Watercolour Flowers Week 5: Rose

May 27, 2022

Painted mainly wet in wet

This week’s challenge is to paint a single rose or small group up to two and a bud. We’ll try two ways of working one largely wet in wet and also perhaps look at the use of masking tape in addition to the masking fluid used last week to make some interesting textures and compositions.

First washes, allowed to dry; these were applied to dry paper so little gaps could be left for the petals and work proceeded from the centre of the flower outwards with increasingly wet washes. In this case a sponge was used to lift out some colour around the rose.
Re-wetted most of the paper and added more dilute washes of red and blue
Further washes added as the paper dried, so that some brush strokes held their shape where the paper had dried. This is a matter of judgement and the best way is to practise.
I could have stopped there.
But I decided to experiment with some more opulent colour, so the paper was strategically re-wetted for a final time, softening edges in places and adding colour both wet in wet, and wet on dry. It was then definitely time to stop but hope you will see the different moods created by the different tone and colour.

Much of the time will be spent looking and choosing the pigments best suited to your particular rose, thinking in terms of using no more than three pigments.

1. Look at tone;

Thinking tonally becomes even more important when painting single flowers so it is important to take note of how light falls on the bloom. In strongly directional light the darker side of even the palest rose may appear quite dark. Conversely the better lit side of the deepest rose may appear surprisingly light in colour. Observe how the light affects each individual petal revealing their spiral arrangement. If a flower is seen against the light as when placed in a window with the light behind it, the whole form may appear dark and almost silhouetted against the incoming light.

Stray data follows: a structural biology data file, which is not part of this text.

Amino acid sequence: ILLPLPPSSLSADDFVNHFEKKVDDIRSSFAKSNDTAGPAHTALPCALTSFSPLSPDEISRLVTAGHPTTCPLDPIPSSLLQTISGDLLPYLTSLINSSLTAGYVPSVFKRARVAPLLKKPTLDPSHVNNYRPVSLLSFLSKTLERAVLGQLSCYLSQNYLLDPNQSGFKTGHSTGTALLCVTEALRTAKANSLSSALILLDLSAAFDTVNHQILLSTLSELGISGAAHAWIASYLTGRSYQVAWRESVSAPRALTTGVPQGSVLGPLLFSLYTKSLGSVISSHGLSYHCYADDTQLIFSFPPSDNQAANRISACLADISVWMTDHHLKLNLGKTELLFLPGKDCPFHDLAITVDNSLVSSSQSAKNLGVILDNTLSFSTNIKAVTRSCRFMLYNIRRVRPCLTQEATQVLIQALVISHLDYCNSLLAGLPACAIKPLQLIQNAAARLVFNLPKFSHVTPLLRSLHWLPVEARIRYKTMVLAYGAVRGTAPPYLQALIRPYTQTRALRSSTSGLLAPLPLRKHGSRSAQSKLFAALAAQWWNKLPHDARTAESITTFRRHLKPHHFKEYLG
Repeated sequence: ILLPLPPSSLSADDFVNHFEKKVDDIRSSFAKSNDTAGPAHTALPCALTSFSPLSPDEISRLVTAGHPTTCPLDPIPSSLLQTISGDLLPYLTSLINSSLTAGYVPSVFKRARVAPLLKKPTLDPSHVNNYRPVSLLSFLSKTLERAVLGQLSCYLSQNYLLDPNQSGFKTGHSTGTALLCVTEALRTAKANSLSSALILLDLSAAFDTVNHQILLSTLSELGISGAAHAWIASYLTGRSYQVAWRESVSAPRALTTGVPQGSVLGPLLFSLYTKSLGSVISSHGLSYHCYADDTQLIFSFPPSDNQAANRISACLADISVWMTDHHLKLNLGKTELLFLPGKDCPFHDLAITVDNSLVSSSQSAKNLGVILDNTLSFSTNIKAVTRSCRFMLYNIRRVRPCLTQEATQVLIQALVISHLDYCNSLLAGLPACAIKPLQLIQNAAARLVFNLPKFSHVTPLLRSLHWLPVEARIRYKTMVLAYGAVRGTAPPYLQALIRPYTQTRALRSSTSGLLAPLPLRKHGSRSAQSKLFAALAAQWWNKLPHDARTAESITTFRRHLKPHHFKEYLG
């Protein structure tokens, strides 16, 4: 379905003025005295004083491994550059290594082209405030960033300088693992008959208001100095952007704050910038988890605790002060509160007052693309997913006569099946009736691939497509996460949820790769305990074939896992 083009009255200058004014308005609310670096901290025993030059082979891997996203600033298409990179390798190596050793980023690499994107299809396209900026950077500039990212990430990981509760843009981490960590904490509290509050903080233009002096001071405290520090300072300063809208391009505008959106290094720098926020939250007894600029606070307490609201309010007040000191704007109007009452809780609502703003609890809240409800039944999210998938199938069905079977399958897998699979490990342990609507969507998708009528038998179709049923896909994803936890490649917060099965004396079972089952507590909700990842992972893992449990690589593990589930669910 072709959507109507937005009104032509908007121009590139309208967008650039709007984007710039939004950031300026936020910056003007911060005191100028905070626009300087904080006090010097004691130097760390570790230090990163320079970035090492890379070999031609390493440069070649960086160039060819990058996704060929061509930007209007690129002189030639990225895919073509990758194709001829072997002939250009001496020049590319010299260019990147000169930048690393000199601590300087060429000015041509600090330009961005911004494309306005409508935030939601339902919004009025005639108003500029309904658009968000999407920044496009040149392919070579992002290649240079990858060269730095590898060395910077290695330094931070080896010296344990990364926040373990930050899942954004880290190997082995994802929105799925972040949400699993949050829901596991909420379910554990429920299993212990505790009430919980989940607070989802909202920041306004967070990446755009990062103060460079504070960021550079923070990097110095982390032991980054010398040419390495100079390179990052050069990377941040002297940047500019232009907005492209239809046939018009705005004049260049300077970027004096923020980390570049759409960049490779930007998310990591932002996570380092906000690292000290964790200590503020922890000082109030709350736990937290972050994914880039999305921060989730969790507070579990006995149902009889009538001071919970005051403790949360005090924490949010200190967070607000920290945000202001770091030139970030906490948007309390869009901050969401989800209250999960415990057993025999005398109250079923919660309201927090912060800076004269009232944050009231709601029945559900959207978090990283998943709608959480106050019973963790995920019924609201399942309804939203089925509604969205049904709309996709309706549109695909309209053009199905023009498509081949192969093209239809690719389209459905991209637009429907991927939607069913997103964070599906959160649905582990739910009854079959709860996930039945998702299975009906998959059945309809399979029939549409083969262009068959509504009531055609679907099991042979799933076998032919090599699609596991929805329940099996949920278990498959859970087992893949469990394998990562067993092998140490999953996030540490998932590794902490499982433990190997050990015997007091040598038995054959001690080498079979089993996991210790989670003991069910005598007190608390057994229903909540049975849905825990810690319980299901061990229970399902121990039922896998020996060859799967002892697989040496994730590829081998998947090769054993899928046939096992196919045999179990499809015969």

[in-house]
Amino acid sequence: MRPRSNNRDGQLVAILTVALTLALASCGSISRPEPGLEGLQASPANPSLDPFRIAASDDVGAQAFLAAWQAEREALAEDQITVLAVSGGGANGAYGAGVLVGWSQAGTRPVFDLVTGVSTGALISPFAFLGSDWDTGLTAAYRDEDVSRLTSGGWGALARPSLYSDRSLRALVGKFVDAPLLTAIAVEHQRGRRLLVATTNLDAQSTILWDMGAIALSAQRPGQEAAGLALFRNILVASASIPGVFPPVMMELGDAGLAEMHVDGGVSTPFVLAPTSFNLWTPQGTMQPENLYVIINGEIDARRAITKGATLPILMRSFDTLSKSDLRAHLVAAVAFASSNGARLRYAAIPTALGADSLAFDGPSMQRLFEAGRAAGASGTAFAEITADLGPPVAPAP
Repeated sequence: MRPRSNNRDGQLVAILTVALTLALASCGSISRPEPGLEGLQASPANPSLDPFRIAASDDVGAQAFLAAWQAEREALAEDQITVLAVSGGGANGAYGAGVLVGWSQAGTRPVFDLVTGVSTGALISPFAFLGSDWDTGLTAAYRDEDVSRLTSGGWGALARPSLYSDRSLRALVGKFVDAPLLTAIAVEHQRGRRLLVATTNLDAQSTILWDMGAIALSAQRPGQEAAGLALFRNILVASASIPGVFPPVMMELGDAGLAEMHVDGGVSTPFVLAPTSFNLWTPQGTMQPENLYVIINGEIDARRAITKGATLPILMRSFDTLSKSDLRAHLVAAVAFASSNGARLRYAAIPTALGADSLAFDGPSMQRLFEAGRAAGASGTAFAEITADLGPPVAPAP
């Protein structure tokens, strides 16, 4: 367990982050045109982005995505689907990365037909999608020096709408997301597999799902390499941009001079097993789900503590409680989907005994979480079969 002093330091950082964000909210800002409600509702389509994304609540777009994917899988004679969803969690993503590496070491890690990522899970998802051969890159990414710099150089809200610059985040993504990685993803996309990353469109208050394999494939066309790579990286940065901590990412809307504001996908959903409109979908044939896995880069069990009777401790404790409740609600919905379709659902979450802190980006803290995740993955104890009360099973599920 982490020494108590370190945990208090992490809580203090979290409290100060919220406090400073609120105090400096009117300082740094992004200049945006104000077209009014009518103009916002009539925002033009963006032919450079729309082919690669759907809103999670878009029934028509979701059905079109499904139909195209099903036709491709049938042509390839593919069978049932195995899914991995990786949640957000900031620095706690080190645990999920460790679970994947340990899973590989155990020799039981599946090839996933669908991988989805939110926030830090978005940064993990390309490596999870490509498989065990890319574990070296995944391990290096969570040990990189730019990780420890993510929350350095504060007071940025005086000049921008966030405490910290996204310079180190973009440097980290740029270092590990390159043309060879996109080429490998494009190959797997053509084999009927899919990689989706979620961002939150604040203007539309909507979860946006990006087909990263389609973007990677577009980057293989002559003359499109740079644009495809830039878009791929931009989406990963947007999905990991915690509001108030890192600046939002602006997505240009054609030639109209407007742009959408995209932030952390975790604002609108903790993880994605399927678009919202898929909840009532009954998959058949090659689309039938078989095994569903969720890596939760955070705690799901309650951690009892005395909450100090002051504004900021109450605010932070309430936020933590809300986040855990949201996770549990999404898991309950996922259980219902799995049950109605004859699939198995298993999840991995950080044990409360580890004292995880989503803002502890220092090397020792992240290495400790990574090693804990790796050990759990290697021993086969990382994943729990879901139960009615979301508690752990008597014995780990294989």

2. Look at the form and shapes;

Try turning your rose so that you are looking straight down at the flower and take note of the spiral arrangement of its petals. Then turn it slightly away from you and notice how different it looks, finally turn the flower so you are looking at it from the side. It may be helpful to make rapid sketches of your rose at these different angles to familiarise yourself with the shapes.

3. Choose pigments

Decide on the pigments best suited to paint your rose. Try to limit this to three. This will help unify the study and help prevent muddy mixes especially if you are able to use transparent colours for most of the painting. Try out mixing colours in the palette as well as seeing what happens when one colour is dropped into another while it is still wet.

4. Background;

Pink Rose
Rich dark background
Pink Roses
Pale background giving a much cooler look.

The background may be composed of the foliage surrounding the bloom, a colour and tone which is observed or may be your choice. The hue and tone of the background will greatly affect the mood of the study. Another important element will be to decide on the tone and hue of the background which can greatly affect the mood of the painting.

Another interesting approach to have fun with the composition and the background is to apply some initial washes and allow them to dry and then apply low tack masking tape. The demonstration below is how last week’s composition has developed so far. This could easily be done with a much simpler study and can be very useful if your background is a window or edge of a wall.

Initial washes made and lifted out the white areas; allowed to dry; masking fluid applied; allowed to dry; low tack masking tape applied and suggestion of a table top washed in.
This was painted into in places, allowed to dry thoroughly before carefully removing the tape.
Allowed to dry and more tape added.
Further washes were then applied.
Tape removed when the wash to the right of it had dried.

In this week’s session I will start a wet in wet rose and while the first washes dry I’ll progress the posy, adding more washes, a few details and a little gouache. Some of the masking fluid was very free mark making so now it has been removed I have a rather different painting to develop!

Do take a look at Trevor Waugh’s roses, Pinterest link below:

and another look at Shirley Trevena’s work at

Have some small pieces of cold pressed watercolour paper at the ready or tape off some areas on a larger sheet for your wet in wet studies of a single rose. There is then scope for allowing washes to dry while another study is started.

A hair dryer greatly speeds the process!

Your Paintings;

Pink Rose
Painted wet in wet by Ann
Yellow Pink and Red
by Ann
Started with wet in wet washes and then developed with drawing media
More Rose Explorations
by Ann
Pink Rose
by Maryon
by Maryon
Red and yellow
by Mali
Apricot Rose (cropped)
by Mali
Pink Roses
by Sandra
Rhapsody in Blue
by Sandra
Yellow Roses
by Anne
Red Roses
by Anne
Soft Yellow Rose
by Virginia
Yellow Rose
by Virginia
Roses in the Mist
by Virginia

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